Coming out of Harlem, New York is Asap Rocky. His road to hip hop stardom isn’t anything new: from a poor family, dealt drugs, saw death at an early age–began rapping–things happened.
That’s not to belittle his journey – at all, but one wouldn’t get that “defeated while coming up” tone if they listened to Rocky’s music. Some would call him more of a modern-day hippie–much like Wiz Khalifa and others.
He struck a $3 million dollar deal because of his mixtape success and has capitalized releasing hits like “F’n Problems” and “Wild For the Night” from his first album “Long. Live. ASAP.”
His follow up album “ALLA (At Long Last ASAP)” comes with the pressure of capitalizing off his commercial success.
The album starts off perfectly with “Holy Ghost.” In terms of delivery and tone, Rocky sounds more like T.I. than anything else, but delivers some insightful lines: “Satan giving out deals, finna own these rappers / the game is full of slaves and they mostly rappers / you sold your soul first, then your homies after / Let’s show these stupid field n*****s they can own they masters.”
Rocky is a young business mind and finds it weird how some who have been in the game longer than him still get screwed over with music industry politics. The laid back “Excuse Me” shows Rocky delivering a laid back flow in which he rattles off a perfect rhyme scheme. Rocky likes to “flex” a lot and on this track he continues that pattern : “I spent 20 thousand dollars with my partnas in Bahamas / Another 20 thousand dollars on Rick Owens out in Barneys / I said excuse me, why the f*ck you lookin? What’s your problem? / I swear we gon’ have drama if you touch my tailored garments.”
He pays homage on the track “Max B” to the incarcerated rapper that goes by the same name but the hook by (mostly unknown) Joe Fox, throws the song entirely off. Rocky has features by Kanye West and Lil Wayne on the album – and they both outshine Rocky easily.
Kanye produces and is featured on “Jukebox Joints.” This features Kanye doing his soul-sampling production which many miss, but it’s less a piece of production and more a lazy use of a looped sample. Even when the beat switches up half way through the song, there’s nothing spectacular until Kanye jumps on the track himself, which isn’t a good look for Rocky.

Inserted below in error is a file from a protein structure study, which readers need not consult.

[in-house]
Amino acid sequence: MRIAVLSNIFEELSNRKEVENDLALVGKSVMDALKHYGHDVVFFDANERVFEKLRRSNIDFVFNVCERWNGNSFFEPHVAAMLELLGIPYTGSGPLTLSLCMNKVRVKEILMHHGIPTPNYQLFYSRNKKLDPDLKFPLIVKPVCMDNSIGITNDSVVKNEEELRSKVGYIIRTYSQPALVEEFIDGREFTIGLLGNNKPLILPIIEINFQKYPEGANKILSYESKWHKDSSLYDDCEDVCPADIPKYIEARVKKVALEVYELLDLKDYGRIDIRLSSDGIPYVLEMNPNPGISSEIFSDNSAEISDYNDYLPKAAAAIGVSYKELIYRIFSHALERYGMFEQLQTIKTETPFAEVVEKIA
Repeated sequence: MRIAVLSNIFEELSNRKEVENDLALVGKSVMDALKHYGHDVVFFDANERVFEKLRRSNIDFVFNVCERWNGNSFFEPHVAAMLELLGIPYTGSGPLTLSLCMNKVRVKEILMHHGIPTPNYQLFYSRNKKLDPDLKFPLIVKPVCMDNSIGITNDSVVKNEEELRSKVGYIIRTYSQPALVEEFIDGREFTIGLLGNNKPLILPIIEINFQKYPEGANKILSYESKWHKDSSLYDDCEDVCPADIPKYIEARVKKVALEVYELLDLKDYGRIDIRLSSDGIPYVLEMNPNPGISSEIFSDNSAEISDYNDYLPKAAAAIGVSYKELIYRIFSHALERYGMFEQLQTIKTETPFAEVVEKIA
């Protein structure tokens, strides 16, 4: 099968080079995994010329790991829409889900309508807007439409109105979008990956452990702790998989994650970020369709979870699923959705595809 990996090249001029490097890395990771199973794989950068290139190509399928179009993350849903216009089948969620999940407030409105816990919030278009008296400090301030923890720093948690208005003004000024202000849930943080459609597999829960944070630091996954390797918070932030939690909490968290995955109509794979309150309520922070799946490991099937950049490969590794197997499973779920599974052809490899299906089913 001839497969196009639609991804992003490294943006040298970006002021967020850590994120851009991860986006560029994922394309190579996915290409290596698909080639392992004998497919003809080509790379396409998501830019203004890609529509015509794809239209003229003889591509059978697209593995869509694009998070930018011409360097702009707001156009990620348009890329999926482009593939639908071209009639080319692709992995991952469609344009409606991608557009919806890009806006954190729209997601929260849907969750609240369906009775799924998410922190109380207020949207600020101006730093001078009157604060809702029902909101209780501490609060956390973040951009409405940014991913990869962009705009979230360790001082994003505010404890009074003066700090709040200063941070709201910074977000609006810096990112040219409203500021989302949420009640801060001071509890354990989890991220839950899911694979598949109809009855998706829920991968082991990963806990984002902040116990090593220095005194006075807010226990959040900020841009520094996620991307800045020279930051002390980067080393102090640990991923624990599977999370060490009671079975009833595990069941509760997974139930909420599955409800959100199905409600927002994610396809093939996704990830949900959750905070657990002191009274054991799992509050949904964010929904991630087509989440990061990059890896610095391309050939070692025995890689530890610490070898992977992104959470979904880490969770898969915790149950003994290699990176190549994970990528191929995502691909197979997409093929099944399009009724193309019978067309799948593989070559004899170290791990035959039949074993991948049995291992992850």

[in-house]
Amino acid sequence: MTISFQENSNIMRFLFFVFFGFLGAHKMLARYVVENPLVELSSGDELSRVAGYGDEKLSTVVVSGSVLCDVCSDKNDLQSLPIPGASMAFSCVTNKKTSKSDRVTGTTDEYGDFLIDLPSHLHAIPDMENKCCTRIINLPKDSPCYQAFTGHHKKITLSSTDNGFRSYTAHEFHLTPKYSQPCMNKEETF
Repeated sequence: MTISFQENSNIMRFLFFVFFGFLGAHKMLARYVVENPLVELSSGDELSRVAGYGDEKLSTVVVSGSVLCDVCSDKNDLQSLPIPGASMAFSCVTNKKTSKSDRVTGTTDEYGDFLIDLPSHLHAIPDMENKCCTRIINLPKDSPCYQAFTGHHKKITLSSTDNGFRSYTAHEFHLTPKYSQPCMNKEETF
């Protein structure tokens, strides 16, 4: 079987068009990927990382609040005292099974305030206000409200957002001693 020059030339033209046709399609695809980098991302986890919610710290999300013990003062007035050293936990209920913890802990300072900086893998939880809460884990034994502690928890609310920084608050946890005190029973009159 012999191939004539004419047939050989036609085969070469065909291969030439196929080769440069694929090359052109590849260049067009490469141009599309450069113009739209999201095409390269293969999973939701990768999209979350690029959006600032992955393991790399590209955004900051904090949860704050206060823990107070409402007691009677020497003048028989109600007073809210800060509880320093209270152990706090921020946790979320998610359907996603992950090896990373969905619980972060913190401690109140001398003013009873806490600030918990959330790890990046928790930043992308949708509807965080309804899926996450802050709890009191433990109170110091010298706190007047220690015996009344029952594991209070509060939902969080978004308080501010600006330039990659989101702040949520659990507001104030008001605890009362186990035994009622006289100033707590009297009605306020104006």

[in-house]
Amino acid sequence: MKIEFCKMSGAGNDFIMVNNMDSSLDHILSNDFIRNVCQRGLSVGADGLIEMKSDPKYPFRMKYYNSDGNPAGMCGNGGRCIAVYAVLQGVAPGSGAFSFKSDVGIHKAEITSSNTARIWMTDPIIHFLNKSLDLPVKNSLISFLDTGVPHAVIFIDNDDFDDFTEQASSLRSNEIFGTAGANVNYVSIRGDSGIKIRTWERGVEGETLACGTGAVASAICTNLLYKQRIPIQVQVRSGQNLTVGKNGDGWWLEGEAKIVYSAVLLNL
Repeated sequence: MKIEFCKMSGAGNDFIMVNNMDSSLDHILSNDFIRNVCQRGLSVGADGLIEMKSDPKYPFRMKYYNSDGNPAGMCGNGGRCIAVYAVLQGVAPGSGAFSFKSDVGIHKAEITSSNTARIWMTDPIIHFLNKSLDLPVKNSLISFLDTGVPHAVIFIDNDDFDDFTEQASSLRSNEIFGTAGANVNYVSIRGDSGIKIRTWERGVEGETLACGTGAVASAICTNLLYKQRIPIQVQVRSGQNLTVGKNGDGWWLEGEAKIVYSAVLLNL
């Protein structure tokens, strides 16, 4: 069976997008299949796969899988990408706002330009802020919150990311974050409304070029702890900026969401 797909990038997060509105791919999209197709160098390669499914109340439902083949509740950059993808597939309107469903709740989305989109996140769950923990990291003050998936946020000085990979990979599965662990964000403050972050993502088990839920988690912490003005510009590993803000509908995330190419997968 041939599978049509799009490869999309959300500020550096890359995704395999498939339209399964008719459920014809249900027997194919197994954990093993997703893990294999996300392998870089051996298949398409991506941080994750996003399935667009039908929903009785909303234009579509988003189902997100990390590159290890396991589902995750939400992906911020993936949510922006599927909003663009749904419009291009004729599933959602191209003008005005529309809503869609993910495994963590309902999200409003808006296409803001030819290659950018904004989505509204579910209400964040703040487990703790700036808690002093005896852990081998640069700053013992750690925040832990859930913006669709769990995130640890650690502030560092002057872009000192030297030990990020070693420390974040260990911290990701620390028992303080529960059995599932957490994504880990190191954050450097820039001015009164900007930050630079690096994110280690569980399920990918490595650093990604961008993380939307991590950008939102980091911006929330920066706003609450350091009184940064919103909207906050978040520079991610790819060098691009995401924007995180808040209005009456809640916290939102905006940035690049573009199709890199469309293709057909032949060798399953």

On the track “M’$” Lil’ Wayne delivers one of his best verses in years (seriously): “Put a B up let’s fight, don’t get beat up tonight / Feet up in my European, I ride with me heater inside / Kill you an dyour dog then go put on a shirt that say PETA For Life / Like you sneez you on tight, you got beef I got white / You got beef I got white / I got green, I got white, I got pink, I got pints, I got lean, I got ice, I got needles and pipes. . .” Looking into this situation a little more, Rocky must’ve felt that Wayne “spazzing” out on this track wouldn’t be good for him, so when “M’$” was released as a single, it was released with a second verse from Rocky and no verse from Wayne.
This isn’t good business from the young entrepreneur who relies on the line “N*gg@ we talking ’bout M’s” to be repeated about 8 times to complete a sad and lazy hook.
“ALLA” is a tough album to listen through in one sitting, mainly because all of the beats are hypnotically slow. Add to the fact that Rocky loves using the “screwed” up effect on his voice which almost makes the tracks slow down audibly. The track “L$D” is an ode to his admitted favorite drug LSD – which explains a lot of the “hippie” and “psychedelic” feel throughout “ALLA.”
This track is all over the place and at times becomes incoherent. “Fine Wine” is another weird song about a relationship coming to an end, but the “screwed” voice effect takes away from any real feel to the record – the combination of M.I.A, Joe Fox and Dream on the wrong just add to the confusion, as none of them bring anything of substance to the table.
ASAP Rocky has talent, but sometimes seems stuck in a rut when in comes to production. An example of this is on the SchoolBoy Q featured track “Electric Body” : “Got a bitch in the spot and she faded / Yeah, corset top with the new ass shots / Couple Instagram likes, now she famous / Nose job, workin’ on some payments / On a new car, now she finna trade it.”
A nice surprise was the addition of Miguel and Rod Stewart’s vocals on the hook of “Everyday.” The track is listed to be produced by seven different people, but the main name on the list is Mark Ronson’s who’s blues / funk inspiration is peppered all throughout the track perfectly.
Rocky has a lot of creativity and enough talent to come up with better material. Sometimes things just come together lazy although he probably thinks he’s putting in a good effort.
Amazing what drugs can do to your mind.
Rating 2 out of 5